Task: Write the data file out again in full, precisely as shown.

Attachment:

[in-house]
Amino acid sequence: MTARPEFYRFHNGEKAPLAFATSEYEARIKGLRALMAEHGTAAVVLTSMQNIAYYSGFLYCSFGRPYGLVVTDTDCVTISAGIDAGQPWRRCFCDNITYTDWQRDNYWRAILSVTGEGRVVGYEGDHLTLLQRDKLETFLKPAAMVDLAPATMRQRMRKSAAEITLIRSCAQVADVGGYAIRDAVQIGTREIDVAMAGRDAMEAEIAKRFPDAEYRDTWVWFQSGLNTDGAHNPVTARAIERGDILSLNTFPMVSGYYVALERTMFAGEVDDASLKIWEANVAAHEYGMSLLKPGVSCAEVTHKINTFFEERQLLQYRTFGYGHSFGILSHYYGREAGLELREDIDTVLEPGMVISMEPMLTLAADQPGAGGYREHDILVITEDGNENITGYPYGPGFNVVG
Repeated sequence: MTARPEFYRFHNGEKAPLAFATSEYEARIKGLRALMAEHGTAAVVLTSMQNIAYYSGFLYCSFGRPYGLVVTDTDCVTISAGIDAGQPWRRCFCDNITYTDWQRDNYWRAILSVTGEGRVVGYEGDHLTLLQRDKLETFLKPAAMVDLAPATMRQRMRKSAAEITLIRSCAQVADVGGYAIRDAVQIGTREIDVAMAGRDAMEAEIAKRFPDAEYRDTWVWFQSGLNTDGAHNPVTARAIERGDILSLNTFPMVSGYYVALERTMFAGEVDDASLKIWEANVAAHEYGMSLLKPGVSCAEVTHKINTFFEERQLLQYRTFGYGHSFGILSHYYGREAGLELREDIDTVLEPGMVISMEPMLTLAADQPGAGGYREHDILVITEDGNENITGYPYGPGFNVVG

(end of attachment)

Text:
[in-house]
Amino acid sequence: MTARPEFYRFHNGEKAPLAFATSEYEARIKGLRALMAEHGTAAVVLTSMQNIAYYSGFLYCSFGRPYGLVVTDTDCVTISAGIDAGQPWRRCFCDNITYTDWQRDNYWRAILSVTGEGRVVGYEGDHLTLLQRDKLETFLKPAAMVDLAPATMRQRMRKSAAEITLIRSCAQVADVGGYAIRDAVQIGTREIDVAMAGRDAMEAEIAKRFPDAEYRDTWVWFQSGLNTDGAHNPVTARAIERGDILSLNTFPMVSGYYVALERTMFAGEVDDASLKIWEANVAAHEYGMSLLKPGVSCAEVTHKINTFFEERQLLQYRTFGYGHSFGILSHYYGREAGLELREDIDTVLEPGMVISMEPMLTLAADQPGAGGYREHDILVITEDGNENITGYPYGPGFNVVG
Repeated sequence: MTARPEFYRFHNGEKAPLAFATSEYEARIKGLRALMAEHGTAAVVLTSMQNIAYYSGFLYCSFGRPYGLVVTDTDCVTISAGIDAGQPWRRCFCDNITYTDWQRDNYWRAILSVTGEGRVVGYEGDHLTLLQRDKLETFLKPAAMVDLAPATMRQRMRKSAAEITLIRSCAQVADVGGYAIRDAVQIGTREIDVAMAGRDAMEAEIAKRFPDAEYRDTWVWFQSGLNTDGAHNPVTARAIERGDILSLNTFPMVSGYYVALERTMFAGEVDDASLKIWEANVAAHEYGMSLLKPGVSCAEVTHKINTFFEERQLLQYRTFGYGHSFGILSHYYGREAGLELREDIDTVLEPGMVISMEPMLTLAADQPGAGGYREHDILVITEDGNENITGYPYGPGFNVVG